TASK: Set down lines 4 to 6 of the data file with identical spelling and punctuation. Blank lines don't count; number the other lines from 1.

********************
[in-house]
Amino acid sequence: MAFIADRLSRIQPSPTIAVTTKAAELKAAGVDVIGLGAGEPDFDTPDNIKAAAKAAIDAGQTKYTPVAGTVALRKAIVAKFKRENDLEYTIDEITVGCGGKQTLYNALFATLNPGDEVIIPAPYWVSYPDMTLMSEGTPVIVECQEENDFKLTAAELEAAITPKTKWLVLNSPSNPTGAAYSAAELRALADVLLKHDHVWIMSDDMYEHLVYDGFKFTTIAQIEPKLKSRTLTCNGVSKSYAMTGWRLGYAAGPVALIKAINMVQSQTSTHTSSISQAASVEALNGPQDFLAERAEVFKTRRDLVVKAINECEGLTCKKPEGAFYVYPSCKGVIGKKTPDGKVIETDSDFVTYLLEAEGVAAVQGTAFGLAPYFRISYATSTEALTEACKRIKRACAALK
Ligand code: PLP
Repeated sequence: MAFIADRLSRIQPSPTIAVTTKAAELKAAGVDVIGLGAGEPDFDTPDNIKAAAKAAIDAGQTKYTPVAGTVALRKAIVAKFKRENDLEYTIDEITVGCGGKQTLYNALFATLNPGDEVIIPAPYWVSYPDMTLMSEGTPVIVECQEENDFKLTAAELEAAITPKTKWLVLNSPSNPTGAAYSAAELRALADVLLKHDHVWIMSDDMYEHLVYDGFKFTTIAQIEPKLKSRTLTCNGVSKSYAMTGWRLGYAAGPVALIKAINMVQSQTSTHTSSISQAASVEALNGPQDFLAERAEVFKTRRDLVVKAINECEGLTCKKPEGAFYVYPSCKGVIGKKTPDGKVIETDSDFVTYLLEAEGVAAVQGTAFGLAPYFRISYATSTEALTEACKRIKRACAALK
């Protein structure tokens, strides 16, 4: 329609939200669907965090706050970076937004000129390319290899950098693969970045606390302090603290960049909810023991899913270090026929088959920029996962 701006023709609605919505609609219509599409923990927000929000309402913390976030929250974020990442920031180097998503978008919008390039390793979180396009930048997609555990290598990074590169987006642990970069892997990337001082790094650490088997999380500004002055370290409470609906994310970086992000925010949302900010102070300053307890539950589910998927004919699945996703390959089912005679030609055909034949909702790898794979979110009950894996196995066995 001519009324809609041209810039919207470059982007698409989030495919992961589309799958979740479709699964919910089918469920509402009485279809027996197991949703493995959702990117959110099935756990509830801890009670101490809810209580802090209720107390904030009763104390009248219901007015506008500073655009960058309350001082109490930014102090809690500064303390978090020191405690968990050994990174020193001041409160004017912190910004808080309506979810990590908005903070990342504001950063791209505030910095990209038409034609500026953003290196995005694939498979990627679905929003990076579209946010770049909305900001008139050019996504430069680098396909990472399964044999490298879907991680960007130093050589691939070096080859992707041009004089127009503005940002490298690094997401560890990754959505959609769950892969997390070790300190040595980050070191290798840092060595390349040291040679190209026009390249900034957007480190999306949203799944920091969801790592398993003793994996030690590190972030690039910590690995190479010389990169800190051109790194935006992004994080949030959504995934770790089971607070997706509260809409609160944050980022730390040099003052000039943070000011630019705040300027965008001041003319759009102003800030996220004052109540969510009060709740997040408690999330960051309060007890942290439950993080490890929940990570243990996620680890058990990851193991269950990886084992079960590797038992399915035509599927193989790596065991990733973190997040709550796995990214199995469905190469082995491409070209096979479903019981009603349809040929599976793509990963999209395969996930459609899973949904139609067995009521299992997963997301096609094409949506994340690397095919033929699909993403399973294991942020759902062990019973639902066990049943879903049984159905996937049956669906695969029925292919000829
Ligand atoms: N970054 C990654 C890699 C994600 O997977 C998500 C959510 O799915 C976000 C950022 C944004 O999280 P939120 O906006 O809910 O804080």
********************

Repeated sequence: MAFIADRLSRIQPSPTIAVTTKAAELKAAGVDVIGLGAGEPDFDTPDNIKAAAKAAIDAGQTKYTPVAGTVALRKAIVAKFKRENDLEYTIDEITVGCGGKQTLYNALFATLNPGDEVIIPAPYWVSYPDMTLMSEGTPVIVECQEENDFKLTAAELEAAITPKTKWLVLNSPSNPTGAAYSAAELRALADVLLKHDHVWIMSDDMYEHLVYDGFKFTTIAQIEPKLKSRTLTCNGVSKSYAMTGWRLGYAAGPVALIKAINMVQSQTSTHTSSISQAASVEALNGPQDFLAERAEVFKTRRDLVVKAINECEGLTCKKPEGAFYVYPSCKGVIGKKTPDGKVIETDSDFVTYLLEAEGVAAVQGTAFGLAPYFRISYATSTEALTEACKRIKRACAALK
């Protein structure tokens, strides 16, 4: 329609939200669907965090706050970076937004000129390319290899950098693969970045606390302090603290960049909810023991899913270090026929088959920029996962 701006023709609605919505609609219509599409923990927000929000309402913390976030929250974020990442920031180097998503978008919008390039390793979180396009930048997609555990290598990074590169987006642990970069892997990337001082790094650490088997999380500004002055370290409470609906994310970086992000925010949302900010102070300053307890539950589910998927004919699945996703390959089912005679030609055909034949909702790898794979979110009950894996196995066995 001519009324809609041209810039919207470059982007698409989030495919992961589309799958979740479709699964919910089918469920509402009485279809027996197991949703493995959702990117959110099935756990509830801890009670101490809810209580802090209720107390904030009763104390009248219901007015506008500073655009960058309350001082109490930014102090809690500064303390978090020191405690968990050994990174020193001041409160004017912190910004808080309506979810990590908005903070990342504001950063791209505030910095990209038409034609500026953003290196995005694939498979990627679905929003990076579209946010770049909305900001008139050019996504430069680098396909990472399964044999490298879907991680960007130093050589691939070096080859992707041009004089127009503005940002490298690094997401560890990754959505959609769950892969997390070790300190040595980050070191290798840092060595390349040291040679190209026009390249900034957007480190999306949203799944920091969801790592398993003793994996030690590190972030690039910590690995190479010389990169800190051109790194935006992004994080949030959504995934770790089971607070997706509260809409609160944050980022730390040099003052000039943070000011630019705040300027965008001041003319759009102003800030996220004052109540969510009060709740997040408690999330960051309060007890942290439950993080490890929940990570243990996620680890058990990851193991269950990886084992079960590797038992399915035509599927193989790596065991990733973190997040709550796995990214199995469905190469082995491409070209096979479903019981009603349809040929599976793509990963999209395969996930459609899973949904139609067995009521299992997963997301096609094409949506994340690397095919033929699909993403399973294991942020759902062990019973639902066990049943879903049984159905996937049956669906695969029925292919000829
Ligand atoms: N970054 C990654 C890699 C994600 O997977 C998500 C959510 O799915 C976000 C950022 C944004 O999280 P939120 O906006 O809910 O804080």